That last day started early. My mom came to get me in Boulder, all the way from Denver, to take me and my grandmother to Loveland for my great-uncle’s funeral. I was dressed up in a skirt my mom had made me and a nice sweater. After the funeral there was lunch and then hanging around. My mom dropped me off at the factory at 3, and I was still wearing my fancy clothes. I had jeans to change into, but no other top.
Factory work is physical work and there were some pretty extreme chemicals in there. My polyester sweater was soaking it all in, believe me. At “lunch” the plan was we would all — all of us being laid off and those in solidarity with us — were going in the parking lot to get high. Afterwards? Well, we stood for the next four hours filing the throats of the tennis rackets to baby-bottomed smoothness. At 11 we were set free. We were all going to a bar on Pearl Street.
I didn’t have a car, but that’s when I learned that Jeff — the CUTEST guy on the line — was interested in me. He took me to the bar in his red VW, treated me like a date, bought me tequila sunrise after tequila sunrise and ignored everyone else. At 2, the bar closed.
Pearl Street was then just a street in a small city. We got to the car and Jeff opened the door. As he was closing it, four guys who were engaged in a fight, came roiling by. Jeff — who was a little stringy dude — chased two of them away but the other two were still fighting by the car. I sat there in a semi-drunken, exhausted, chemical fazed stupor as one guy smashed the face of the other guy into the window behind which I sat.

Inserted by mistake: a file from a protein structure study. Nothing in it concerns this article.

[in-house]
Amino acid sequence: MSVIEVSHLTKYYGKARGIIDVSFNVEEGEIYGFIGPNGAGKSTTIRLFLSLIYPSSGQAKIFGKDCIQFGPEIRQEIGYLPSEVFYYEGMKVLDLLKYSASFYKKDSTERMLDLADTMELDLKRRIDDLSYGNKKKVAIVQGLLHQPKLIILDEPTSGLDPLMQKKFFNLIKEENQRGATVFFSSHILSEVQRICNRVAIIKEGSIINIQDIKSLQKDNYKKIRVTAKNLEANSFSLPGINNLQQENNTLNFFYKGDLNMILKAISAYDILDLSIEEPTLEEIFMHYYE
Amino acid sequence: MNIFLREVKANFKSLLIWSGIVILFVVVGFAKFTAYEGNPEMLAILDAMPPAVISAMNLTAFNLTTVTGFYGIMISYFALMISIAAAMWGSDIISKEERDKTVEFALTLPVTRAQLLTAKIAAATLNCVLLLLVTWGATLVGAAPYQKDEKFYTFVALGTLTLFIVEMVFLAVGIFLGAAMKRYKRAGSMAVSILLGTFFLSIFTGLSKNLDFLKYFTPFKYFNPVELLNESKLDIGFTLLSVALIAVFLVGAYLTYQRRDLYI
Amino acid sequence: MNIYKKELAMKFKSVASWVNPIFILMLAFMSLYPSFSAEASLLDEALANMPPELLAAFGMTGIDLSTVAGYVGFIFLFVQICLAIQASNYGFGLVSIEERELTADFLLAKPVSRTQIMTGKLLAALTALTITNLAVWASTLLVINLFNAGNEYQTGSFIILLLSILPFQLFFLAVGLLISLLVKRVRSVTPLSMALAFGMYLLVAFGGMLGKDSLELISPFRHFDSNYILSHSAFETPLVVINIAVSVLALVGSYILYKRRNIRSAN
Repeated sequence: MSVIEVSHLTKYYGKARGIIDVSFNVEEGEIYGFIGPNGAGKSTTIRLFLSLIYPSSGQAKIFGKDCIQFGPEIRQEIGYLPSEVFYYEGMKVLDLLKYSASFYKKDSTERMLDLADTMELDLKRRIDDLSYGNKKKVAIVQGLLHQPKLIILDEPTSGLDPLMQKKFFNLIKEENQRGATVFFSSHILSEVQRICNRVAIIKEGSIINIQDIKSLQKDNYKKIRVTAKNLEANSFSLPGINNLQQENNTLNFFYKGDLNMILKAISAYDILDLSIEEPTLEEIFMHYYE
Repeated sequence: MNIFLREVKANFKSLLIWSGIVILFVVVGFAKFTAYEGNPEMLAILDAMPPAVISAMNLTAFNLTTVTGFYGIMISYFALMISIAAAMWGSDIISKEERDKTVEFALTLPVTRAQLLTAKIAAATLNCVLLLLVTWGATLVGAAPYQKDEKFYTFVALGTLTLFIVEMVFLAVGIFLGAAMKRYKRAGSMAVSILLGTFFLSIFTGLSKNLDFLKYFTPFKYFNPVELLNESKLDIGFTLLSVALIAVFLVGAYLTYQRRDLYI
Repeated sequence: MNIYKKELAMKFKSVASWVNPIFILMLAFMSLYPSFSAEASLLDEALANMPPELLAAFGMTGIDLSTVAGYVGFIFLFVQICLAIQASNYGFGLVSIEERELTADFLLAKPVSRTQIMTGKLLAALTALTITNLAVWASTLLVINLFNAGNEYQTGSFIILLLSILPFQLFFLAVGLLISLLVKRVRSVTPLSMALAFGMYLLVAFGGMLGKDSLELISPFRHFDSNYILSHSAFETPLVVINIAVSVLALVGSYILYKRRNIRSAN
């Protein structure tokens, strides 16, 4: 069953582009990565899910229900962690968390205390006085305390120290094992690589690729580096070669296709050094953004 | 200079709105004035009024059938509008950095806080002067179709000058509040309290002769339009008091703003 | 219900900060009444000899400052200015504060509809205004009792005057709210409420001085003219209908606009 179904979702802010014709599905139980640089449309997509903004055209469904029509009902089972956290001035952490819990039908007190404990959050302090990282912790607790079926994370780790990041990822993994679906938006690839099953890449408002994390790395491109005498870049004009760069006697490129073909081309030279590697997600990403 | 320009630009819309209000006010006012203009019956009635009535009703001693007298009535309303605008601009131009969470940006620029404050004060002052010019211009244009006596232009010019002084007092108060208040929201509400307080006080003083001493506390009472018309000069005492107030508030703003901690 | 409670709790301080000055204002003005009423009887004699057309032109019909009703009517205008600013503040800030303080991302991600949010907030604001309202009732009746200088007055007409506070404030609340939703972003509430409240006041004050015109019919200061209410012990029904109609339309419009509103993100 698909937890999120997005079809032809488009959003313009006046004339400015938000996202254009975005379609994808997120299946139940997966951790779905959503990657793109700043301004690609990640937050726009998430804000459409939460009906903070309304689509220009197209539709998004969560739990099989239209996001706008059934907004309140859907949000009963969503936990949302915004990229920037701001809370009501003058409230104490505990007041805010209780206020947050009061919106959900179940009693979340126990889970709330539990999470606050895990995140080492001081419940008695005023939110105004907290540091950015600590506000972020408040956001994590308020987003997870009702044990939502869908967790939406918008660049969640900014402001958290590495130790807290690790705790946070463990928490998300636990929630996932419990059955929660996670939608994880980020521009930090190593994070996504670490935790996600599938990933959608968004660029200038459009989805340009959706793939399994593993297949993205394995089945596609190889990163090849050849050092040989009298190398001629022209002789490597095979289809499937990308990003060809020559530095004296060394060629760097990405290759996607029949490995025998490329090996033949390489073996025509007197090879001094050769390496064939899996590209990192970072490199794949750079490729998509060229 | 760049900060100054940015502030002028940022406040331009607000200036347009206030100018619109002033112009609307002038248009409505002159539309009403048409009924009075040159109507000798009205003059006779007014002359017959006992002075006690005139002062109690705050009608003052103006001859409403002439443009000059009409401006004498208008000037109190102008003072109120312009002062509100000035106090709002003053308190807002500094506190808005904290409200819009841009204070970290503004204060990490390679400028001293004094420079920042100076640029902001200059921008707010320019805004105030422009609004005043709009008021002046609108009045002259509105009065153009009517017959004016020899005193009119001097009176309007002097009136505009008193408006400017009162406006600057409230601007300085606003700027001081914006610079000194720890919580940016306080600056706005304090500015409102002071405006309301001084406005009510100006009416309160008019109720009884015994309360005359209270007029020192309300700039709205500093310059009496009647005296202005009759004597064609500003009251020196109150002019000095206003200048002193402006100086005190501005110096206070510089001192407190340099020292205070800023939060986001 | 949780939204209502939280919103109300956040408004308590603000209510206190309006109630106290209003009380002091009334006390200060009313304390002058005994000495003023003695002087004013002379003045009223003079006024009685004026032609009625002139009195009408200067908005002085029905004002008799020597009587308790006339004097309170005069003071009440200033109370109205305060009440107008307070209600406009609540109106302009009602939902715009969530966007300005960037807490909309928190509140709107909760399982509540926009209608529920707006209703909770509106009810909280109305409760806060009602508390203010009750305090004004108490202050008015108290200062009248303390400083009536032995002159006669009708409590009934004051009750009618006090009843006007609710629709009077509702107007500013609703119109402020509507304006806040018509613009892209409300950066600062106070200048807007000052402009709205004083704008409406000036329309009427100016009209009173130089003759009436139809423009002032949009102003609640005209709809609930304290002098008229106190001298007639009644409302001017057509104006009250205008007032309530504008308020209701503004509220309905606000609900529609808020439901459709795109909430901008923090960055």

“Assholes,” said Jeff, after chasing the guy away and getting in the car.
I thought I should have been horrified by what I’d seen, but I couldn’t summon up horror. I was too tired, too high and too drunk to really care that there was blood all over the window.
We got to the parking lot of my apartment and that’s when Jeff made his move. “I don’t know how things are between you and your husband, but, you know, anyway here’s my phone number.”
And he kissed me.
Fact is, life with the First X was pretty awful, and I didn’t know how to contend with that. Still, I didn’t imagine cheating on him with Jeff or anyone. I went upstairs, took off my clothes and crawled into bed. 3 am. Without meaning to, I woke up my husband.
“Good God!” said the soon to be X, “You stink. Go take a shower!”
The next day I started looking for a job. A couple of days later, I called Jeff.
I think for women of a certain age, the word “cherish” has only one association (ha ha ha). I was in ninth grade and I was moving away from the town where I’d left childhood and grown into a teenager. 9th grade back then was the last year of the arcane thing known as junior high.
We’d lived in Bellevue, Nebraska for six years. My mom hated it. My dad liked it. My brother and I? Kids just live wherever, I think, little kids anyway. I grew into the small town. I liked it. I was active in Rainbow Girls, I was studying piano and getting somewhere, and I was popular in my school, one of the cool of the cool. Most important, I had my first boyfriend. Rex. He started being my boyfriend in fifth grade.